Santa Rosa de Lima (Abiquiu, New Mexico)

From Wikipedia, the free encyclopedia

Santa Rosa de Lima de Abiquiu
Ruins of church, Santa Rosa de Lima. The church was still in use until the 1930s.
Nearest cityAbiquiú, New Mexico
Area12.5 acres (5.1 ha)
NRHP reference No.78001820[1]
Significant dates
Added to NRHPApril 14, 1978
Designated NMSRCPSeptember 12, 1969

Santa Rosa de Lima was an early 18th-century Spanish settlement in the Rio Chama valley, near the present-day town of Abiquiu in Rio Arriba County, New Mexico, United States


By the 1730s, Spanish settlers were moving into the Chama River valley, and by 1744 at least 20 families were living in the present-day Abiquiú area, where they founded the Plaza de Santa Rosa de Lima.[2] The church, on the plaza, was built circa 1744,[2] and was in use until the 1930s. Repeated raids by Utes and Comanches caused the settlement to be abandoned in 1747. In 1750, the Spanish founded a new settlement at the present site of Abiquiú, about a mile from Santa Rosa de Lima.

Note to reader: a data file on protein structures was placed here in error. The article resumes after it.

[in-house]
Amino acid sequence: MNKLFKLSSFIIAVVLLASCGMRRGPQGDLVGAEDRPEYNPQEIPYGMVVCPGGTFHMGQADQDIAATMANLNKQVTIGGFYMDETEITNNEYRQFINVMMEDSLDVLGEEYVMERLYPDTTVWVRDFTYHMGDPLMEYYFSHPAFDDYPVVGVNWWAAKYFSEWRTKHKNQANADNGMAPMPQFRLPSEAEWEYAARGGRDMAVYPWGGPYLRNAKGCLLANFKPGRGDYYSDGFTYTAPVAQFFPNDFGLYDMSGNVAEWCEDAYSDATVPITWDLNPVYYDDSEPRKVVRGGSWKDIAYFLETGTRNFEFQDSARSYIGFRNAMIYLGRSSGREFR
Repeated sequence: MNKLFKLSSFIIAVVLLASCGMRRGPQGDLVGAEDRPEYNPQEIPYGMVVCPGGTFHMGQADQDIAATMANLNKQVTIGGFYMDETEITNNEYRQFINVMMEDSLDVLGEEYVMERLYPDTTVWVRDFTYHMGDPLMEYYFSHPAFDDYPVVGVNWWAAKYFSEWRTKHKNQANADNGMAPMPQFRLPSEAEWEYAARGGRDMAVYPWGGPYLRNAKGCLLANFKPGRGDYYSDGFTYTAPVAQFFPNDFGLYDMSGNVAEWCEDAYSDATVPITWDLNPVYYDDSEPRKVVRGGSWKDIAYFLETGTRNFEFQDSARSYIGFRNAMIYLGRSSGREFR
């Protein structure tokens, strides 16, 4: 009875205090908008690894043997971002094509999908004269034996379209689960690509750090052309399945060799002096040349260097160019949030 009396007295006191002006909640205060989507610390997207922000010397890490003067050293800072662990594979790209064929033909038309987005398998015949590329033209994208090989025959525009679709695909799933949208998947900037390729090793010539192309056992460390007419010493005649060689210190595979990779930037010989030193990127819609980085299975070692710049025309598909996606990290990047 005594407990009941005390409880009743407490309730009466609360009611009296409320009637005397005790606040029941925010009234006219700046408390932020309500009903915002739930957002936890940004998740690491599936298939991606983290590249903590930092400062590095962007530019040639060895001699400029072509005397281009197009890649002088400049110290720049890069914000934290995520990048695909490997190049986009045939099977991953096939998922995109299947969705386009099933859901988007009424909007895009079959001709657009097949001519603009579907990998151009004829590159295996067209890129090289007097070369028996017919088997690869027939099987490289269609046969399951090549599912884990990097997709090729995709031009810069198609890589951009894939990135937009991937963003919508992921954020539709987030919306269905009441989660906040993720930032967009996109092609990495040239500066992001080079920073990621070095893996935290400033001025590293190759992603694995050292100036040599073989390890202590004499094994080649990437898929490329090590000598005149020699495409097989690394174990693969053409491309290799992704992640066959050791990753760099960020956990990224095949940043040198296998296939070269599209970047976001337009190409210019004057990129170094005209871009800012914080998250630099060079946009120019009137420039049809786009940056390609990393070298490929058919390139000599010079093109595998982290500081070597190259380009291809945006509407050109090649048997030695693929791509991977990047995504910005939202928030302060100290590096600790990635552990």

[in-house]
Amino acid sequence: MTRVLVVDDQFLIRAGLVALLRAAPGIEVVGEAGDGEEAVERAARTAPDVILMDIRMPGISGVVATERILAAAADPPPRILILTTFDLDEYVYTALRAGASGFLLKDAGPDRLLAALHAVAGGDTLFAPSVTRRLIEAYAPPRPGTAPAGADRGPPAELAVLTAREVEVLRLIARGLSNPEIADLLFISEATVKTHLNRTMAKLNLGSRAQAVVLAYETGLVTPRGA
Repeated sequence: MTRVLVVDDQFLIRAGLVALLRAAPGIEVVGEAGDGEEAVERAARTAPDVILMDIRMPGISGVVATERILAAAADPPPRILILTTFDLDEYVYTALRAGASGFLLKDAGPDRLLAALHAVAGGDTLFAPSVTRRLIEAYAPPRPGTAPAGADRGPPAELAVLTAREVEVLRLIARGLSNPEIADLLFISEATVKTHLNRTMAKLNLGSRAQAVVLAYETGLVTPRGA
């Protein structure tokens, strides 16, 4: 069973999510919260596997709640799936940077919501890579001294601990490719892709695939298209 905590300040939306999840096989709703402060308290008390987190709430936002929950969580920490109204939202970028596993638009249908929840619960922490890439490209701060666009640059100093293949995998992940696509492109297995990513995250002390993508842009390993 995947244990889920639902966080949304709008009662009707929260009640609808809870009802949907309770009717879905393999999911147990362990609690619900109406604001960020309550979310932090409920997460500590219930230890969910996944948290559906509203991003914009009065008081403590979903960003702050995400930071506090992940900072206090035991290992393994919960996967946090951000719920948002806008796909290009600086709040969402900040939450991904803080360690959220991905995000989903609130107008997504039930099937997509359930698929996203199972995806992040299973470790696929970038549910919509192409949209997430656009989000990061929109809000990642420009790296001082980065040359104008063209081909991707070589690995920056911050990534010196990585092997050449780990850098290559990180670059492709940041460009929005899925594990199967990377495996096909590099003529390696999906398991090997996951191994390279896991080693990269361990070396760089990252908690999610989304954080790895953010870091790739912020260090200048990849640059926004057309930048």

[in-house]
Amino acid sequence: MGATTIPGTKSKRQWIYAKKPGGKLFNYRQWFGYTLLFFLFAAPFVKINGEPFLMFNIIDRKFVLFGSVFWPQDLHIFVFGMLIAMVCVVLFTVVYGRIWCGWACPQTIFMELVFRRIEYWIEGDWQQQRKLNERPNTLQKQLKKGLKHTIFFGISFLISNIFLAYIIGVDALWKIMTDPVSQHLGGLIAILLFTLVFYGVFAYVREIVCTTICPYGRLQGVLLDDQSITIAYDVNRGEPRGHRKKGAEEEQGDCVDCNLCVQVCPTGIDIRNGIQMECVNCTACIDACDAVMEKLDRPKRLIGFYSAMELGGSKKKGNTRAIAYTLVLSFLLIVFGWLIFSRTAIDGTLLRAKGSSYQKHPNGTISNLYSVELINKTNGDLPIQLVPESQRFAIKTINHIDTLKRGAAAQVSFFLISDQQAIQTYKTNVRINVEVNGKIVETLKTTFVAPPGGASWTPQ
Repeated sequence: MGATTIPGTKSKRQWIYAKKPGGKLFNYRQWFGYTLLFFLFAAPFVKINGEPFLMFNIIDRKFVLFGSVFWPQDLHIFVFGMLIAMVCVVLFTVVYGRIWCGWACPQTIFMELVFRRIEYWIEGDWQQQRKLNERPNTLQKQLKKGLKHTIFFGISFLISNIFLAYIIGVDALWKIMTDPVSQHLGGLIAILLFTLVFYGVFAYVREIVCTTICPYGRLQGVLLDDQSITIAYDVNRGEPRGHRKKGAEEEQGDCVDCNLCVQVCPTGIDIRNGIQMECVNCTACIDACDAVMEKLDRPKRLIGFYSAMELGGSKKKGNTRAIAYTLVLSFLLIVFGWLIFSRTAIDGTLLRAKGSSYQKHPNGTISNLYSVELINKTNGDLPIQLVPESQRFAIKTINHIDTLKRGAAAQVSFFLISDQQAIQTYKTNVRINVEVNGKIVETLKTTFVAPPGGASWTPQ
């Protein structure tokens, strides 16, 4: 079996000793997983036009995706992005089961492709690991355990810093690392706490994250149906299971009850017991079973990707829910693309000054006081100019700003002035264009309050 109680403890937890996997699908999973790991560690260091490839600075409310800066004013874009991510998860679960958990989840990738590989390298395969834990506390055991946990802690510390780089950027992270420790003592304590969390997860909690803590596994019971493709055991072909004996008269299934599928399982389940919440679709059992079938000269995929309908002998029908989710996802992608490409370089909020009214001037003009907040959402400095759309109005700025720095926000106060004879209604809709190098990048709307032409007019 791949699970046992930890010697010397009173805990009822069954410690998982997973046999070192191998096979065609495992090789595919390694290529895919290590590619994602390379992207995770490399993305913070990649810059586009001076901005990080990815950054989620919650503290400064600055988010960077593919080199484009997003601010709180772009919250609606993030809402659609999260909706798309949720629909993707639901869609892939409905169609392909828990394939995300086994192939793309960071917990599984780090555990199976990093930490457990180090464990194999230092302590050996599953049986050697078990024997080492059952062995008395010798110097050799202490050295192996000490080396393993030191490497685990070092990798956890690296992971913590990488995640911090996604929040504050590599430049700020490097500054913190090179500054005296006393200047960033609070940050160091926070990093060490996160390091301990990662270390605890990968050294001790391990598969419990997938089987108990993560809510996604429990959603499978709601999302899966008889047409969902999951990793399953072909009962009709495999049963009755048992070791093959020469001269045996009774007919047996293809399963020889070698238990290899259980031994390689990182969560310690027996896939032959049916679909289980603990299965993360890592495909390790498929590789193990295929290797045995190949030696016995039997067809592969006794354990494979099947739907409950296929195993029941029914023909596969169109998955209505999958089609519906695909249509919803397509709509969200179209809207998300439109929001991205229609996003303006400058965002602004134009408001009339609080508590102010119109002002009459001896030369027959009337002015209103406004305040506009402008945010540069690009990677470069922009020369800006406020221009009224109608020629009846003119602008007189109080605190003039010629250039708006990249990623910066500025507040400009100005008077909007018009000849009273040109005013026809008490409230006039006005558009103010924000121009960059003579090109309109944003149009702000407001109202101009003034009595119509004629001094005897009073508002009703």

Today, the site of Santa Rosa de Lima is a ghost town, with substantial adobe ruins of the church, and mounds where the settlers' adobe houses stood. The site is private property, belonging to the Archdiocese of Santa Fe.

Santa Rosa de Lima de Abiquiu was added to the National Register of Historic Places in 1978, as listing #78001820.[1]

See also[edit]


  1. ^ a b "National Register Information System". National Register of Historic Places. National Park Service. July 9, 2010.
  2. ^ a b History of Abiquiu — timeline with cites

External links[edit]